There are few springtime diversions, for my money, that are better than being by a baseball or softball diamond and charting the game in a scorebook.

The place itself can add so much to the experience either by its ambience or the memories it holds. Some of my favorites:

1. Springfield’s Bill Robinson Field. This definitely makes my top five high school softball diamonds in the state. The red clay, lights and electronic scoreboard help give it a great flavor.

It is named for a special man. The late Bill Robinson was my roommate for a week in Spokane, Washington, at the ASA National Softball Tournament. He was a fixture in the press box at all Springfield softball games, high school or adult contests.

One of my favorite memories was when Tim Brown was coaching Mount Anthony in a softball playoff game against Springfield. His team was the underdog and he used an unorthodox defensive alignment that worked most of the day, but it burned the Patriots late and the hometown Cosmos won.

2. Look beyond the left field fence and there is Birsky-Wyman Field, the Springfield High baseball facility named for legendary Springfield coaches Bo Birsky and Richie Wyman.

Springfield is a baseball town and its history goes back to the old town team, the Springfield Blue Sox, whose history is captured so thoroughly in a book written by Springfield resident Hugh Putnam.

3. Lyndon Institute’s softball diamond. This one joins Springfield in that top five. The sunken diamond is a spectator’s delight, providing an unusual and outstanding vantage point for viewing the game.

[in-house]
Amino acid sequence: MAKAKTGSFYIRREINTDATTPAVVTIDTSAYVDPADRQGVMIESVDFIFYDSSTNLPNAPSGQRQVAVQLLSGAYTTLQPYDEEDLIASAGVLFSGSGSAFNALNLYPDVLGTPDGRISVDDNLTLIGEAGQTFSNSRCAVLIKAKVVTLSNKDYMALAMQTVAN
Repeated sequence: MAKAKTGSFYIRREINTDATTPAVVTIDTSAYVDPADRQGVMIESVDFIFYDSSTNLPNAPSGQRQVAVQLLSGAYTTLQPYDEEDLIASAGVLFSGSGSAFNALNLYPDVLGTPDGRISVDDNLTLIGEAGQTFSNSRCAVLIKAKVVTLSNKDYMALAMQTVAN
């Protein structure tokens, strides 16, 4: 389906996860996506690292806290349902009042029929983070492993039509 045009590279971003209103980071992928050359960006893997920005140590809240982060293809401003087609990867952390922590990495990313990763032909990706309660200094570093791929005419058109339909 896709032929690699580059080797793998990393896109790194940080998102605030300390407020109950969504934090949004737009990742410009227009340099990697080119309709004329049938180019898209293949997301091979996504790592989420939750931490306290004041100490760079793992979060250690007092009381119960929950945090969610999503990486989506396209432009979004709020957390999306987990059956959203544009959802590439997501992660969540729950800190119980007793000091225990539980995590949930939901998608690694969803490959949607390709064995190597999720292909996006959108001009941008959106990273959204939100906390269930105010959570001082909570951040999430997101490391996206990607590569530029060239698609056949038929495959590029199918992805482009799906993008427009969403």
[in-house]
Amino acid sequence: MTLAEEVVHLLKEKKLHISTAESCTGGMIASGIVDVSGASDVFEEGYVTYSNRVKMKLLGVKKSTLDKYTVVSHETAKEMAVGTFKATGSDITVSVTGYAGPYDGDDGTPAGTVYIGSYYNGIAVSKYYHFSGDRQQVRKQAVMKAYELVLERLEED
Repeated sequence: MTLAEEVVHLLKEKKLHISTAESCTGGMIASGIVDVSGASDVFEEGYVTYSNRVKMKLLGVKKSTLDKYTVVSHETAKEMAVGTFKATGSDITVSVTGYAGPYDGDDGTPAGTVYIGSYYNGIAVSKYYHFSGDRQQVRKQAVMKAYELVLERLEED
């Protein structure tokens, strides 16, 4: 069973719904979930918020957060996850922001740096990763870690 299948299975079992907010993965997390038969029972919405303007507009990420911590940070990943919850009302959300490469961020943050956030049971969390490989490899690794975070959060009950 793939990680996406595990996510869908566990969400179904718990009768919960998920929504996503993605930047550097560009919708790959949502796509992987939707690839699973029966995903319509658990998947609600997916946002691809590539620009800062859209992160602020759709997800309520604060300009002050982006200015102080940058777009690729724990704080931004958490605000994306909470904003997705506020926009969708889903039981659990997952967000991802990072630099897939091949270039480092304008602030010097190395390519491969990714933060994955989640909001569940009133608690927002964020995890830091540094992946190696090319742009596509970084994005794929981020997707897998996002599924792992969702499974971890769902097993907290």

4. Poultney’s Legion Field. The site of the high school state championship for many years, this venue is special with its concession behind home plate and press box above. Lights, electronic scoreboard — it has it all. Best of all, Poultney softball coach Tony Lamberton has made even regular season games an event with music, programs and extras you normally do not find during the season at most places.

5. Proctor High School’s baseball diamond. This place is personal to me and makes the list on memories. When I was a kid, the Boston Park League All-Stars came here to play a game against the area Maple Valley League all-star contingent.

I once saw Teddy Pentkowski make one of the best plays I had ever seen for the Proctor Post 6 Legion team against Granville, going deep in the hole at short with runners on first and second and outrunning the lead runner to third for the force play.

Pentkowski died too young in a car accident, early in his high school days. If you ask people who recall him, they will tell you he might well have been the greatest ever to come out of the school.

Suggestion: Put a couple of pitching mounds and home plates on the skating rink just beyond the first base dugout for a perfect bullpen.

6. St. Peter’s Field. Talk about an icon. Mount St. Joseph’s baseball diamond was home to the old Northern League and major league stars such as Robin Roberts, and Johnny Antonelli once pitched off its mound.

Today it is still a beauty that screams all that is good about the game.